Contact

Photo of Combined spatial and network analyses of British pig movement data

Steve Dunkley

Head of Knowledge Exchange (Interim)

AHDB Pork KE

email

Email Steve

T: work 01423 797 303

M: cell 07841 570 549

Combined spatial and network analyses of British pig movement data

Home \ Research & Innovation \ Research \ Production Efficiency \ Combined spatial and network analyses of British pig movement data

Research partner: Scottish Agricultural College (SAC)

Sponsor: AHDB Pork-funded studentship (Diogo Marques)

Project duration: 2009–2012 

Aims and objectives

  • To identify and characterise the “active” British pig holdings regarding their demographic, spatial and network structure
  • To explore the spatial and network distribution of three endemic conditions: Enzootic Pneumonia, Ascariosis and Sarcoptic Mange
  • To assess the weighted contribution of farm spatial and network characteristics to the prevalence of Enzootic Pneumonia, Ascariosis and Sarcoptic Mange. 

Due to time constraints, however, the project only focused on the first objective: Identification and characterisation of the pig demographic, spatial and network structure. 

Findings

  • This project has shown the value of movement data for the characterisation of denominator data ie number of active pig holdings, and the different types of producers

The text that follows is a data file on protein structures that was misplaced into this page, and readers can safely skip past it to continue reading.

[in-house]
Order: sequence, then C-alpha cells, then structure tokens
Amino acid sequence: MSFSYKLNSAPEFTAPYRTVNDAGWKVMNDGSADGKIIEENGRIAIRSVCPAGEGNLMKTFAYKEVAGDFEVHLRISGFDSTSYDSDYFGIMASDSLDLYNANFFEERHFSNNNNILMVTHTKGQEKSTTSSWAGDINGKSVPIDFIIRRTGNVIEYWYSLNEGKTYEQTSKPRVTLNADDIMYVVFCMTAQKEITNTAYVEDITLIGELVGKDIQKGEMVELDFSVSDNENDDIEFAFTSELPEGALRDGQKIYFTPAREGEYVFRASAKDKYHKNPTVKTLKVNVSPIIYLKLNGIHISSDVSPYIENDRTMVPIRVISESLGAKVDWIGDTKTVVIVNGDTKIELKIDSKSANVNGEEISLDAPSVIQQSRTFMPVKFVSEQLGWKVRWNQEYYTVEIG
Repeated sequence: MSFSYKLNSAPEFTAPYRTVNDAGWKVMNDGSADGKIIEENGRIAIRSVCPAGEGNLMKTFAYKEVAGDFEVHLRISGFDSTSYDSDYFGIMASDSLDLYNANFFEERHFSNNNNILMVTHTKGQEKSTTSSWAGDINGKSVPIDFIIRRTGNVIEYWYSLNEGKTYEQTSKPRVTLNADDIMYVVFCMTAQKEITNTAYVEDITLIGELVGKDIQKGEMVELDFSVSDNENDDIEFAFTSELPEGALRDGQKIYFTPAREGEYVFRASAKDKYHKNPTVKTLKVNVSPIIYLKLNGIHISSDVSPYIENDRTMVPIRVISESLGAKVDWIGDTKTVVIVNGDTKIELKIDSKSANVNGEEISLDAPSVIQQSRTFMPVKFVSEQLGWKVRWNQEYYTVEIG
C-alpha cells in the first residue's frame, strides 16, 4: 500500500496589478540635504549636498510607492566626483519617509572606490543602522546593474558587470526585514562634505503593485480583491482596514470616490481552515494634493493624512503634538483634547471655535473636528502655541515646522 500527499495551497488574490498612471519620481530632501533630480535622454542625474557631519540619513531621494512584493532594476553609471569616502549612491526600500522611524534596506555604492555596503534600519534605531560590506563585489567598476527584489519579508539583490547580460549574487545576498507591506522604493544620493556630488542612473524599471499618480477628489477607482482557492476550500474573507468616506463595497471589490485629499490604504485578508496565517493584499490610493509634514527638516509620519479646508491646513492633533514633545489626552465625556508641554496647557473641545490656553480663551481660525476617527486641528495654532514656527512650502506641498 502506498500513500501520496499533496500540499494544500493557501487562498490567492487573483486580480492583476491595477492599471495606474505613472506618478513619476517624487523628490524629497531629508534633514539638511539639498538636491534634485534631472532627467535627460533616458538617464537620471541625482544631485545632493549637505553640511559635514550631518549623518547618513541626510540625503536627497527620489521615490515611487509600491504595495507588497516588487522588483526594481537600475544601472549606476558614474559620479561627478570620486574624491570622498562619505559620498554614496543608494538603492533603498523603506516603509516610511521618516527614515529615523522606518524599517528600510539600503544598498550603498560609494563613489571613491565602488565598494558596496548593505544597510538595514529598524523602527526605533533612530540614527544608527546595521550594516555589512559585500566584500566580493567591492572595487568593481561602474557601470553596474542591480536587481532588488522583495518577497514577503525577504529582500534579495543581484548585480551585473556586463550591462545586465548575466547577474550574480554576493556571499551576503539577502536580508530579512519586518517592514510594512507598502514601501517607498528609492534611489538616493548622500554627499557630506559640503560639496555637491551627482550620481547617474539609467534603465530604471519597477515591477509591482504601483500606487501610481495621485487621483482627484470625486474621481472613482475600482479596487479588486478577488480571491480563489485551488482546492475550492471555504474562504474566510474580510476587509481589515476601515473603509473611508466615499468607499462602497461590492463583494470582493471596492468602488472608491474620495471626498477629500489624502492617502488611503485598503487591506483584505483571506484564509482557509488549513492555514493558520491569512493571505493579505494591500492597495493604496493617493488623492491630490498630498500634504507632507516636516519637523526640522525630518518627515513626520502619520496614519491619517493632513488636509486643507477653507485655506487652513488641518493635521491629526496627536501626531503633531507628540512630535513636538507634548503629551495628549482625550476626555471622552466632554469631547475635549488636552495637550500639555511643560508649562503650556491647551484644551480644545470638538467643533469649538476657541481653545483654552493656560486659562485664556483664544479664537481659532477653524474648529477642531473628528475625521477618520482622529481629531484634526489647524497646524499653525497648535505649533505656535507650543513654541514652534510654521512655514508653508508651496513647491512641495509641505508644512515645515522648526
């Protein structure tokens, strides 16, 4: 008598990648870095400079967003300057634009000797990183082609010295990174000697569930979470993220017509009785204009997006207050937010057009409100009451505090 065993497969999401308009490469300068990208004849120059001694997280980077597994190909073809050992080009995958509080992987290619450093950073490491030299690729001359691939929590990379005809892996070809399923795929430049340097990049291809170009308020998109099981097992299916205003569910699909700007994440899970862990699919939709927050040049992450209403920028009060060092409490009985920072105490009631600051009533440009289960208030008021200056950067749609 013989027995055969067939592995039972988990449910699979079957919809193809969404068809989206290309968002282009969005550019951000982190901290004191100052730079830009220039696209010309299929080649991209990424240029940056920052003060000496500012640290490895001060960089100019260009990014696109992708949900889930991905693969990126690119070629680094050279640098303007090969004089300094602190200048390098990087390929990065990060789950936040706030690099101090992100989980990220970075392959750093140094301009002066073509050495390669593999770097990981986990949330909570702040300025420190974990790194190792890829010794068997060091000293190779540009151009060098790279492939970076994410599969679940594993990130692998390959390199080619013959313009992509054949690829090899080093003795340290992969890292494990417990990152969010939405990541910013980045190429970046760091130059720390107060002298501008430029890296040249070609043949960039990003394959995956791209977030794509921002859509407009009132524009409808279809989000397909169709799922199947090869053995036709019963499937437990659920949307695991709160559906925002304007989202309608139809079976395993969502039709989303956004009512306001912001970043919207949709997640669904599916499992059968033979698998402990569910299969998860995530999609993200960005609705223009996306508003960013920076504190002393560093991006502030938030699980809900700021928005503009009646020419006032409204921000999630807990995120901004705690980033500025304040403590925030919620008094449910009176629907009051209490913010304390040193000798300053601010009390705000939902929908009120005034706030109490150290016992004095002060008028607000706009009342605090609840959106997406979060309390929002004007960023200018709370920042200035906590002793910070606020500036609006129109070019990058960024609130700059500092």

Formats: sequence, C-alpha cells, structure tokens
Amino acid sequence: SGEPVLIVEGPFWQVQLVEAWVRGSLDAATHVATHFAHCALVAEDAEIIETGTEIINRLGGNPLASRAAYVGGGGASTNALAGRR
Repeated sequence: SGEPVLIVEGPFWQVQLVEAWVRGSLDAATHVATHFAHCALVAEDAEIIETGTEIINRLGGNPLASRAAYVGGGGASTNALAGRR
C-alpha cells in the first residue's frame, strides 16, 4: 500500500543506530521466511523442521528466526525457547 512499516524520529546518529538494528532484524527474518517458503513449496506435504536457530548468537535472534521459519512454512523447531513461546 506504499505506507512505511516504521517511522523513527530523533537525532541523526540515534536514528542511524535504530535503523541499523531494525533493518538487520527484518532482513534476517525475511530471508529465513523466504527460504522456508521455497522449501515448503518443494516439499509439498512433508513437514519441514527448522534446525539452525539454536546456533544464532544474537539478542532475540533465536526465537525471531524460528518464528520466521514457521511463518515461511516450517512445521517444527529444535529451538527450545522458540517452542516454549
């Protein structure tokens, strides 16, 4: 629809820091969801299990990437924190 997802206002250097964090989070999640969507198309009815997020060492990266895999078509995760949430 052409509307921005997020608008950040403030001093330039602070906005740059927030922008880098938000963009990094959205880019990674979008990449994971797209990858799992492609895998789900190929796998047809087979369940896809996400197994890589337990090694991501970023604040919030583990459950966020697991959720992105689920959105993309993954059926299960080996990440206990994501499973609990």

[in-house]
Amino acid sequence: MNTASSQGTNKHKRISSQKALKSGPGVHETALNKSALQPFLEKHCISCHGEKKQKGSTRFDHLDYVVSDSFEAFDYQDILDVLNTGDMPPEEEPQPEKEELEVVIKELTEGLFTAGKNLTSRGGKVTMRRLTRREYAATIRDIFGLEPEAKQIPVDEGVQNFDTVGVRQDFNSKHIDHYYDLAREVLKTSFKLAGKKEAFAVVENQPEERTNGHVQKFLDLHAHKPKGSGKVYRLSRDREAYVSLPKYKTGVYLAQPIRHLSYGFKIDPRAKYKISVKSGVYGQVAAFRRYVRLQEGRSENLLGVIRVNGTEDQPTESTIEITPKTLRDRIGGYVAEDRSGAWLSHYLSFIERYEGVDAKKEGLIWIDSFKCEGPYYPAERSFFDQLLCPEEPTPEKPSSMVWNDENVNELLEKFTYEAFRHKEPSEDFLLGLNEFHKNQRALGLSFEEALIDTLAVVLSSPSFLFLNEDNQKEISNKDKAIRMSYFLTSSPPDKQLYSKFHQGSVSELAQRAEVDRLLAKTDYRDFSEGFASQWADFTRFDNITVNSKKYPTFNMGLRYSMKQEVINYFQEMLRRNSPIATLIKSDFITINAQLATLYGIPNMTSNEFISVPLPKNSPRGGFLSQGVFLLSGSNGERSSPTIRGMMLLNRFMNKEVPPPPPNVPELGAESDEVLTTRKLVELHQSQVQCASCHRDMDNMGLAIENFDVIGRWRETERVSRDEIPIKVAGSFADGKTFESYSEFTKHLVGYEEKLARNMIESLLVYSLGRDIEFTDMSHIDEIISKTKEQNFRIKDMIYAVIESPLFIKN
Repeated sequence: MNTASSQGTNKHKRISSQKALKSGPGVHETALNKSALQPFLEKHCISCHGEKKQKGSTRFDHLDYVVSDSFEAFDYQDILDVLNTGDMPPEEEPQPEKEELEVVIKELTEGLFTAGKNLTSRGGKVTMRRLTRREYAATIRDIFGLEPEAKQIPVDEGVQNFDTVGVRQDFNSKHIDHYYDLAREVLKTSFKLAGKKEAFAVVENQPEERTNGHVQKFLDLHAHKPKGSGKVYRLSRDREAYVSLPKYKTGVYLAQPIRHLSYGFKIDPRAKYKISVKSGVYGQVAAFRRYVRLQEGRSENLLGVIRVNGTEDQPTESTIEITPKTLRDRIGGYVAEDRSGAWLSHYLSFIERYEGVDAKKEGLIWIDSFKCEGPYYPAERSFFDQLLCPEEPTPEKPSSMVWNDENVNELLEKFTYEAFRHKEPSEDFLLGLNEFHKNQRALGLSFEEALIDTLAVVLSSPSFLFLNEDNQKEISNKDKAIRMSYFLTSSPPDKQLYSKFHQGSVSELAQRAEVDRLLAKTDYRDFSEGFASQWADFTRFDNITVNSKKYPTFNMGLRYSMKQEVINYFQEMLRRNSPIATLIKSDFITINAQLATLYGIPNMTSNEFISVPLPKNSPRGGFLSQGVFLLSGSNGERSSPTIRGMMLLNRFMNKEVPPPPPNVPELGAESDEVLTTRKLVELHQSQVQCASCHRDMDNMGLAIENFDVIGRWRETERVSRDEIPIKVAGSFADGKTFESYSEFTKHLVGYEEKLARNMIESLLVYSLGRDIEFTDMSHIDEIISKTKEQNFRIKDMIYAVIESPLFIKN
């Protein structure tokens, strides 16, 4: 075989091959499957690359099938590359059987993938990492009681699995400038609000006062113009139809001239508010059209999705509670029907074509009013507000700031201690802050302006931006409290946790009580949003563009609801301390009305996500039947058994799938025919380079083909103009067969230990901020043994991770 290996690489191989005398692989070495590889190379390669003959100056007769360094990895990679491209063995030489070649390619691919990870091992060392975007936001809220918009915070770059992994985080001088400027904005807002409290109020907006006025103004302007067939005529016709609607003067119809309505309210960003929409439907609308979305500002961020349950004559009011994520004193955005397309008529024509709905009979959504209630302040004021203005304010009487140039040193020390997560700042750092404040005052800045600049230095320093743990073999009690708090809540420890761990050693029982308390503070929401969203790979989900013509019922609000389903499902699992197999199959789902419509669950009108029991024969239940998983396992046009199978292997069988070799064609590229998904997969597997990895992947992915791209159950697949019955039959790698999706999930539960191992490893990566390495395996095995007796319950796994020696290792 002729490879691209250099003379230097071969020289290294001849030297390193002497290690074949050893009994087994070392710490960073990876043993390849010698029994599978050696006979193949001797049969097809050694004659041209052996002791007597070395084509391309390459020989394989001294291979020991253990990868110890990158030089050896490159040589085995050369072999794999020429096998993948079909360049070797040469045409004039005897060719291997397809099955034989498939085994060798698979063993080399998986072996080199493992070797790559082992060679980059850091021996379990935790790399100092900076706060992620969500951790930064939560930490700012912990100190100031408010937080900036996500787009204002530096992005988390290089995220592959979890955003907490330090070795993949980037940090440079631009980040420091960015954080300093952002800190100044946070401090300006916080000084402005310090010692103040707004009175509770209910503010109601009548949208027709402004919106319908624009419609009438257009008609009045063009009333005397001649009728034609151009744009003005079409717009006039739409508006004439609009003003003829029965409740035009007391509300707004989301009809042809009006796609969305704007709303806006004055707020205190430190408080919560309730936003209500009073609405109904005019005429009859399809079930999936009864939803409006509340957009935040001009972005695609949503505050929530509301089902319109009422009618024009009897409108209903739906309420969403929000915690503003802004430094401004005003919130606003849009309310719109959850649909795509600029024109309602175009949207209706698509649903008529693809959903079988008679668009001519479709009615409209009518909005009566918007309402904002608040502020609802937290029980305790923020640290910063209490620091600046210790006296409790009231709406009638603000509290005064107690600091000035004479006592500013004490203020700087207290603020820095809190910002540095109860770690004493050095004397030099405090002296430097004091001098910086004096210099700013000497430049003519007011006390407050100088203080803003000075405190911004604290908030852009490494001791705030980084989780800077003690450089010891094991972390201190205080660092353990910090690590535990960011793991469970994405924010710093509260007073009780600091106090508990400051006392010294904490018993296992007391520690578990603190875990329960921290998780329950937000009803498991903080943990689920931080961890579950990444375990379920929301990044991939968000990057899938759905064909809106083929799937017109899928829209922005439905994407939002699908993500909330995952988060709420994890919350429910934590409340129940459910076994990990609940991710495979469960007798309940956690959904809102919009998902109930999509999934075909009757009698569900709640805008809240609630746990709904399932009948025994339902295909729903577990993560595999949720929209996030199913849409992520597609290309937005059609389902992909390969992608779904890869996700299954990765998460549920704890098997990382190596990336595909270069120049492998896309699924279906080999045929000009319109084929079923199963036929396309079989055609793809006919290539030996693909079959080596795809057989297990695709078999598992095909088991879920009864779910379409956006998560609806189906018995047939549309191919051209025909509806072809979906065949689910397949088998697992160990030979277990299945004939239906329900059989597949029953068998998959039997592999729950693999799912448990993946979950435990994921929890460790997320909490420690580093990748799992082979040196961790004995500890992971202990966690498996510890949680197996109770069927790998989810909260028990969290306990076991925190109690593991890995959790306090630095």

• The results show that there was an interconnection between the different types of producers in terms of movements, especially for the unexpected movements between large producers (believed to belong to quality assurance schemes and therefore with a higher biosecurity) and small producers (believed to have a lower biosecurity status and therefore more prone to introduction and spread of undiagnosed disease)
  • The network analysis showed that medium producers had a higher proportion of movements to small and large producers than the inverse
  • It is therefore plausible that medium producers may represent a bridge between the large and small producers of the pig industry, potentially allowing undiagnosed pathogen to spread throughout the industry
  • A risk-based approach is recommended for consideration within future monitoring programmes, particularly for exotic disease. 

Further information

Download Final Report